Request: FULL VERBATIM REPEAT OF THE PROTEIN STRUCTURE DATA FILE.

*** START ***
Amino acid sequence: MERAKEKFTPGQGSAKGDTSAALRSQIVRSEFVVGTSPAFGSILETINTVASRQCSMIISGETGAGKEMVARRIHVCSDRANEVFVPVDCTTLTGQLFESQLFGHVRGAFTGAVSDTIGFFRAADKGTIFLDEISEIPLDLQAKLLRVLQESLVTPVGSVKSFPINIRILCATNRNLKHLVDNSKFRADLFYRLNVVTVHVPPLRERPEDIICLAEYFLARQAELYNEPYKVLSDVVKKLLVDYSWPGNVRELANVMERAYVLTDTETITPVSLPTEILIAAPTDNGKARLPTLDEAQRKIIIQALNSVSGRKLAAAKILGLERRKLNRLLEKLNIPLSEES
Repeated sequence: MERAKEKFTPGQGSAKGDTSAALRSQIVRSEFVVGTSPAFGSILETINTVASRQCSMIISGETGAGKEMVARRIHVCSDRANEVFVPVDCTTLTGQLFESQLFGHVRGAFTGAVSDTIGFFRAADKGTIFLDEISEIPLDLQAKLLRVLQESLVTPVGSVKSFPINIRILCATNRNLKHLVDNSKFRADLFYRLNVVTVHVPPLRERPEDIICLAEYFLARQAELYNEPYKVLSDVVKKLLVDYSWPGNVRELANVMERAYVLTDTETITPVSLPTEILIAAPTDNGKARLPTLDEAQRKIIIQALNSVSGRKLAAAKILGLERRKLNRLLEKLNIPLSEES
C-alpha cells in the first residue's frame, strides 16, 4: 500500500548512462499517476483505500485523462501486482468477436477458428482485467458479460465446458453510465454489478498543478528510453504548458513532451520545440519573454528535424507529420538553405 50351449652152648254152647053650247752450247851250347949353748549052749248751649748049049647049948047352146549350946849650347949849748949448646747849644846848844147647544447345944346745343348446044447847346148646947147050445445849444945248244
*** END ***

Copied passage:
Amino acid sequence: MERAKEKFTPGQGSAKGDTSAALRSQIVRSEFVVGTSPAFGSILETINTVASRQCSMIISGETGAGKEMVARRIHVCSDRANEVFVPVDCTTLTGQLFESQLFGHVRGAFTGAVSDTIGFFRAADKGTIFLDEISEIPLDLQAKLLRVLQESLVTPVGSVKSFPINIRILCATNRNLKHLVDNSKFRADLFYRLNVVTVHVPPLRERPEDIICLAEYFLARQAELYNEPYKVLSDVVKKLLVDYSWPGNVRELANVMERAYVLTDTETITPVSLPTEILIAAPTDNGKARLPTLDEAQRKIIIQALNSVSGRKLAAAKILGLERRKLNRLLEKLNIPLSEES
Repeated sequence: MERAKEKFTPGQGSAKGDTSAALRSQIVRSEFVVGTSPAFGSILETINTVASRQCSMIISGETGAGKEMVARRIHVCSDRANEVFVPVDCTTLTGQLFESQLFGHVRGAFTGAVSDTIGFFRAADKGTIFLDEISEIPLDLQAKLLRVLQESLVTPVGSVKSFPINIRILCATNRNLKHLVDNSKFRADLFYRLNVVTVHVPPLRERPEDIICLAEYFLARQAELYNEPYKVLSDVVKKLLVDYSWPGNVRELANVMERAYVLTDTETITPVSLPTEILIAAPTDNGKARLPTLDEAQRKIIIQALNSVSGRKLAAAKILGLERRKLNRLLEKLNIPLSEES
C-alpha cells in the first residue's frame, strides 16, 4: 500500500548512462499517476483505500485523462501486482468477436477458428482485467458479460465446458453510465454489478498543478528510453504548458513532451520545440519573454528535424507529420538553405 50351449652152648254152647053650247752450247851250347949353748549052749248751649748049049647049948047352146549350946849650347949849748949448646747849644846848844147647544447345944346745343348446044447847346148646947147050445445849444945248244